In 2001, three non-Aboriginal men in their twenties were charged with the sexual assault of a twelve year old Aboriginal girl in rural Saskatchewan. Legal proceedings lasted almost seven years and included two preliminary hearings, two jury trials, two retrials with juries, and appeals to the provincial appeal court and the Supreme Court of Canada. One accused was convicted. The case raises questions about the administration of justice in sexual assault cases in Saskatchewan. Based on observation and analysis of the (...)
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  10. Confucianism and Human Rights.Justin Tiwald - 2011 - In Thomas Cushman (ed.), Routledge Handbook of Human Rights. pp. 244-254.
    One of the most high-profile debates in Chinese philosophy concerns the compatibility of human and individual rights with basic Confucian doctrines and practices. Defenders of the incompatibilist view argue that rights are inconsistent with Confucianism because rights are (necessarily) role-independent obligations and entitlements, whereas Confucians think that all obligations and entitlements are role-dependent. Two other arguments have to do with the practice of claiming one's own rights, holding (a) that claiming one's rights undercuts family-like community bonds and (b) that giving (...)
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  11. Compulsory voting: a critical perspective.Annabelle Lever - 2010 - British Journal of Political Science 40:897-915.
    Should voting be compulsory? This question has recently gained the attention of political scientists, politicians and philosophers, many of whom believe that countries, like Britain, which have never had compulsion, ought to adopt it. The arguments are a mixture of principle and political calculation, reflecting the idea that compulsory voting is morally right and that it is will prove beneficial. This article casts a sceptical eye on the claims, by emphasizing how complex political morality and strategy can be. Hence, I (...)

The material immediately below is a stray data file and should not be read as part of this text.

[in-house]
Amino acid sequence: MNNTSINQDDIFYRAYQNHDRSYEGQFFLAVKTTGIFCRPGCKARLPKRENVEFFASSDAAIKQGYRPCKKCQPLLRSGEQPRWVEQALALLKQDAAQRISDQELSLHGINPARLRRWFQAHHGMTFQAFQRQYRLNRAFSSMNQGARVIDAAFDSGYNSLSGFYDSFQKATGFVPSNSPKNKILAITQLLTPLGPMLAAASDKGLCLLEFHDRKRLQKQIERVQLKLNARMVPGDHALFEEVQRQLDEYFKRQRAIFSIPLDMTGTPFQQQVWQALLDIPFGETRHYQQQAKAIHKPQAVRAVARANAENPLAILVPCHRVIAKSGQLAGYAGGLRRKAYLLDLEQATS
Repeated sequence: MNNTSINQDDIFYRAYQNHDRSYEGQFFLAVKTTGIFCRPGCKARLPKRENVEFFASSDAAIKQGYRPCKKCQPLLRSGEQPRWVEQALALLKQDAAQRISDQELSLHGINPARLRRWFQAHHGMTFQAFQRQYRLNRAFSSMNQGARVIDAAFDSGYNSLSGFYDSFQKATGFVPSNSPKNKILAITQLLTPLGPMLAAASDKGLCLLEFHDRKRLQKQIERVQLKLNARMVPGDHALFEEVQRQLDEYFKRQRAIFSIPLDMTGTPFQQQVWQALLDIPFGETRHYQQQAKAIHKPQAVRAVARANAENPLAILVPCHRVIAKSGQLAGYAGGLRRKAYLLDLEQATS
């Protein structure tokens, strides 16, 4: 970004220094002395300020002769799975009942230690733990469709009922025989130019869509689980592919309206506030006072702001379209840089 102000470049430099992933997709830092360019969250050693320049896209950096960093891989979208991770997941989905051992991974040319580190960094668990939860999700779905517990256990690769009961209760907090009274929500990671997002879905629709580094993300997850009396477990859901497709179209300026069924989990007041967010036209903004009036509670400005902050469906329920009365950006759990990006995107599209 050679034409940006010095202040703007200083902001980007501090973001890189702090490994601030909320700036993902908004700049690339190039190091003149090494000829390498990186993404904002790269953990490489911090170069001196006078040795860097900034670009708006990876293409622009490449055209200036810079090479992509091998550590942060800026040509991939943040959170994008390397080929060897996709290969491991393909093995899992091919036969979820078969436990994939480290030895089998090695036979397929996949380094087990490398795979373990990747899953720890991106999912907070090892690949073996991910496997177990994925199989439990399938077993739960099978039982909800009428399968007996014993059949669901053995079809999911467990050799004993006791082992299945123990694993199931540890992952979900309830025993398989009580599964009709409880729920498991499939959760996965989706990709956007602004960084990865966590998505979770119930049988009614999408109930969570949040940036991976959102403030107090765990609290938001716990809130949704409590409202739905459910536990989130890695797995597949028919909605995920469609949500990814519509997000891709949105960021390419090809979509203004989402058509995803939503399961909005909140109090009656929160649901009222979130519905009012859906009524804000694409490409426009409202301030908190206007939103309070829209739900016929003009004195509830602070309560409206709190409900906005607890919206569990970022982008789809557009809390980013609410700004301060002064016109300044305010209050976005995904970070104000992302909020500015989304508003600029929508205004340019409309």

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  12. 'Democracy and Voting: A Response to Lisa Hill'.Annabelle Lever - 2010 - British Journal of Political Science 40:925-929.
    Lisa Hill’s response to my critique of compulsory voting, like similar responses in print or in discussion, remind me how much a child of the ‘70s I am, and how far my beliefs and intuitions about politics have been shaped by the electoral conflicts, social movements and violence of that period. -/- But my perceptions of politics have also been profoundly shaped by my teachers, and fellow graduate students, at MIT. Theda Skocpol famously urged political scientists to ‘bring the state (...)
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  13. Is compulsory voting justified?Annabelle Lever - 2009 - Public Reason 1 (1):57-74.